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This crash-evading electric motorcycle gets its brains from BlackBerry

Damon Motorcycles Hypersport Pro electric superbike

The Hypersport Pro didn’t need to get weirder. It’s already an electric superbike. From Canada. And it changes shape on the fly.

But now the highly anticipated bike has one more freak flag to fly: It’s powered by BlackBerry. On Friday, builder Damon Motorcycles announced that it had turned to the fellow Canadians at BlackBerry to power CoPilot, the Hypersport Pro’s crash-avoidance system.

If the maker of clicky smartphones providing tech for a motorcycle sounds weird to you, maybe it shouldn’t: BlackBerry’s QNX operating system is already inside more than 150 million cars, from Audis to Toyotas. It’s used for infotainment systems, driver assistance, and as with Damon — safety systems.

The Damon Hypersport was selected by our editors as the best product in the automotive category at CES 2020. Check out more of our Top Tech of CES Award winners.
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Damon says CoPilot will use radar, cameras and “non-visual sensors” to track the speed and direction of obstacles in a full 360-degree bubble around the bike. When danger approaches, like say an F-150 drifting into your lane, the bike will provide warnings through vibrating handlebars and cockpit LEDs to give you a heads up before you’re a hood ornament.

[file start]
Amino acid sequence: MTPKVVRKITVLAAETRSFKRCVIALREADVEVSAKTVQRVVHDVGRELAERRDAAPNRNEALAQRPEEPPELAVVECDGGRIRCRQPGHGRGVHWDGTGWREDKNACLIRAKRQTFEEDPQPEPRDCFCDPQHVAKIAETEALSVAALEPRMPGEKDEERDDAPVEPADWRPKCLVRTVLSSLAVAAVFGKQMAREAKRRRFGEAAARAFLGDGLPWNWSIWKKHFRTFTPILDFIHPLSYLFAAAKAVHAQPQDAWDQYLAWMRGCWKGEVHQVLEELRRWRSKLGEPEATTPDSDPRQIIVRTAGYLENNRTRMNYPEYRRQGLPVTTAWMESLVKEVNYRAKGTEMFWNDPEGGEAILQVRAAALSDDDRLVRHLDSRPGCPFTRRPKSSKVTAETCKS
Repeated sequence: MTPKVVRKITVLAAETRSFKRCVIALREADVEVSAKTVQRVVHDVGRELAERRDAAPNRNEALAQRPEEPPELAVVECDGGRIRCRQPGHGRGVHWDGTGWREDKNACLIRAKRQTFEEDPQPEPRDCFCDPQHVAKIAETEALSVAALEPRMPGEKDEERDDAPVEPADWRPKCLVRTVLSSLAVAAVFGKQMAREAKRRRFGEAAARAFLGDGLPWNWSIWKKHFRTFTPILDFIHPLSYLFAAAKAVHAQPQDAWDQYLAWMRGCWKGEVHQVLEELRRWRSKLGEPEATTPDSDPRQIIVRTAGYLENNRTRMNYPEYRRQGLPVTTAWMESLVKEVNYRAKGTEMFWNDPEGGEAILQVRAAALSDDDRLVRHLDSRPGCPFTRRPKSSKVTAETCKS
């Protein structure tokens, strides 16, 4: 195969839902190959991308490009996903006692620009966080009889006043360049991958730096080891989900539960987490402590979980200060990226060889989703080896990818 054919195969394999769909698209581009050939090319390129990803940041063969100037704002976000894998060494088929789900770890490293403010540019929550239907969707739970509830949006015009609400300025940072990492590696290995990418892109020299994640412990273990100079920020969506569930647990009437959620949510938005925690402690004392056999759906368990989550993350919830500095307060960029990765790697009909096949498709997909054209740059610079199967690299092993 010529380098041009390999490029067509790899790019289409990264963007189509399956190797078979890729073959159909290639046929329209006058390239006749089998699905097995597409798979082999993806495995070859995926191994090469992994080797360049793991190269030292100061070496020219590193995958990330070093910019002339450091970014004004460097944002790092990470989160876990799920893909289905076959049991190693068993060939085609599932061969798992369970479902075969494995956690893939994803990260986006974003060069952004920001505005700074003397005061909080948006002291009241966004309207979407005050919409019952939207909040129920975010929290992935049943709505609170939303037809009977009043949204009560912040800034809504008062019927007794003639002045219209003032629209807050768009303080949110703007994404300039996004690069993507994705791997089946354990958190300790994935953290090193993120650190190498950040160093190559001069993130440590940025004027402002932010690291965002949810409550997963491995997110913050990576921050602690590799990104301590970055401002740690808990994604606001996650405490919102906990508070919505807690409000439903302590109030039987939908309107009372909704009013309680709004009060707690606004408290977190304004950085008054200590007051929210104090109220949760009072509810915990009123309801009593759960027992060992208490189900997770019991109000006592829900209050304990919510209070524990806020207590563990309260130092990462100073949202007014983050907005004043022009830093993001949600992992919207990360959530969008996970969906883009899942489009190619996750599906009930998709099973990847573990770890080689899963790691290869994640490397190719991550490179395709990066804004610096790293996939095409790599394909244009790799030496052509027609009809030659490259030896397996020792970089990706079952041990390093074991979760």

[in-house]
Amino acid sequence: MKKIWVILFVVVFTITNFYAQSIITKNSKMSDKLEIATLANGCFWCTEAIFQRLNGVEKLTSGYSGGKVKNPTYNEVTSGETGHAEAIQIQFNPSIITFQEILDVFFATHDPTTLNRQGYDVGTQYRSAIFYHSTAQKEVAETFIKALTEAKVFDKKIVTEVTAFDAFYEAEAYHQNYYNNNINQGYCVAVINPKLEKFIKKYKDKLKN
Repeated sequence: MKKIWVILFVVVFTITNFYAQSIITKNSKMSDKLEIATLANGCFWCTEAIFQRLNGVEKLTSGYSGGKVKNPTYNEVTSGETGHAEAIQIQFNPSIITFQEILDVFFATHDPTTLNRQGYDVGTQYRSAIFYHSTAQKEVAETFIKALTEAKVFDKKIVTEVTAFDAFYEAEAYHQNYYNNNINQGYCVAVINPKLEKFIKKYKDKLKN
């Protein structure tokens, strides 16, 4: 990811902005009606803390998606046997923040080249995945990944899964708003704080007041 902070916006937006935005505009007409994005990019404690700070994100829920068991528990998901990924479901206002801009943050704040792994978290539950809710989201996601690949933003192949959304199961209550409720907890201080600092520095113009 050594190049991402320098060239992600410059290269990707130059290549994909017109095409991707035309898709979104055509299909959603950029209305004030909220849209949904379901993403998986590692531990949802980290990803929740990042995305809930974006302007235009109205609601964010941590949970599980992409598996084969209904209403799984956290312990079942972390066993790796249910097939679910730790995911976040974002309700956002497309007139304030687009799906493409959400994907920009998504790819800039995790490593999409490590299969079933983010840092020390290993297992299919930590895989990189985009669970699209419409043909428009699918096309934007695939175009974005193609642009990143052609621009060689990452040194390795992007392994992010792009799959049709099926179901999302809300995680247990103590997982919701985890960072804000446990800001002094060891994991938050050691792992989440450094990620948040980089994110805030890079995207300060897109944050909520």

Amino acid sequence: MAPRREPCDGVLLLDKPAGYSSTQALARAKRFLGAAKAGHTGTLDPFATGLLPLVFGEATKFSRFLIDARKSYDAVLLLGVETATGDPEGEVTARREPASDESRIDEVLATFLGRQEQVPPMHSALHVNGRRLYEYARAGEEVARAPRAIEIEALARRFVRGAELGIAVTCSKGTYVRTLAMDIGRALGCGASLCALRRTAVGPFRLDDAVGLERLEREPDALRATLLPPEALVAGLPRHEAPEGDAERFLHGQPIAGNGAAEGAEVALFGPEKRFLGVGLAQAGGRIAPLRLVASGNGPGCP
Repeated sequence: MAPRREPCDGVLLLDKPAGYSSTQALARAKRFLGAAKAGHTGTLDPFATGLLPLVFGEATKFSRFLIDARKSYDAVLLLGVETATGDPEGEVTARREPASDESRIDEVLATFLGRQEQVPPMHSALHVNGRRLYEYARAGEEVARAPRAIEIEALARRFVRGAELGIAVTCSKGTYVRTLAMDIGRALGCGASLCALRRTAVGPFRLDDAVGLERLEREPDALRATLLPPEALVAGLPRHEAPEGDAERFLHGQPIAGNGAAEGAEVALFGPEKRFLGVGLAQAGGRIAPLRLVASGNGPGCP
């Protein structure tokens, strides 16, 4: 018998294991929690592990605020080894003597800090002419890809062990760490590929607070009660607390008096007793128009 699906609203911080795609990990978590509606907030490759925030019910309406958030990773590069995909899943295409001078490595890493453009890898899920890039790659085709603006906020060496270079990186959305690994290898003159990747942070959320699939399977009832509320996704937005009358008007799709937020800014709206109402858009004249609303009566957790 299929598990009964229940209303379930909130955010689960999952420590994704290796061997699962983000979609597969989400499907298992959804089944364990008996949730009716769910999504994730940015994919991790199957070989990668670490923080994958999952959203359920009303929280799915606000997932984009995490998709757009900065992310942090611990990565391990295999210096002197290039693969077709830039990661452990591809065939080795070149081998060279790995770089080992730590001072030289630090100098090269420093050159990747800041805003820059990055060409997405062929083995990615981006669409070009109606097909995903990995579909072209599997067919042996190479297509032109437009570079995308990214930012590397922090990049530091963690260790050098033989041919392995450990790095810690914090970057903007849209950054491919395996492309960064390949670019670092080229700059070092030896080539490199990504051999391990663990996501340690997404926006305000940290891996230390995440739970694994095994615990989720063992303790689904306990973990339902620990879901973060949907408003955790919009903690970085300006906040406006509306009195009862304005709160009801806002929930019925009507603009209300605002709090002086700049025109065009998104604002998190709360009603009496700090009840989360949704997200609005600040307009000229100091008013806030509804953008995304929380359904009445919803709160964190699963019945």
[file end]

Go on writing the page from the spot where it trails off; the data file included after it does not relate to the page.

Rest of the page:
The Hypersport Pro’s other trick, dubbed Shift, allows it to dip from a hunched-over sportbike riding position to a more upright cruiser position, all without even stopping. The footpegs, handlebars, windscreen and seat all pivot with the press of a button. Keep your head up around town, then hunker down for aerodynamics when triple-digit speeds call.

How fast will it reach those speeds? Damon hasn’t said yet. It’s prototype Halo bike used an electric motor grafted into a Yamaha R1 chassis, but specs on the final model haven’t yet been announced. With Derek Dorresteyn of the now-defunct Alta Motors onboard as COO and powertrain designer, we wouldn’t expect it to be a slouch.

Damon will be demonstrating its prototype at CES 2020, but not on the strip as you may expect. The company will offer a VR demo on a stationary bike in the BlackBerry booth, like the old Manx TT arcade games of yore. You’d better believe we’ll be there to demo it. And if you can crash a stationary bike, we will find a way.

If you’re already sold, Damon will also be offering up pre-orders at CES, starting at 10 a.m. PT on January 7. No price has yet been announced, but the competing Lightning LS-218 and Energica Ego+ start at $38,888 and $19,540, respectively.

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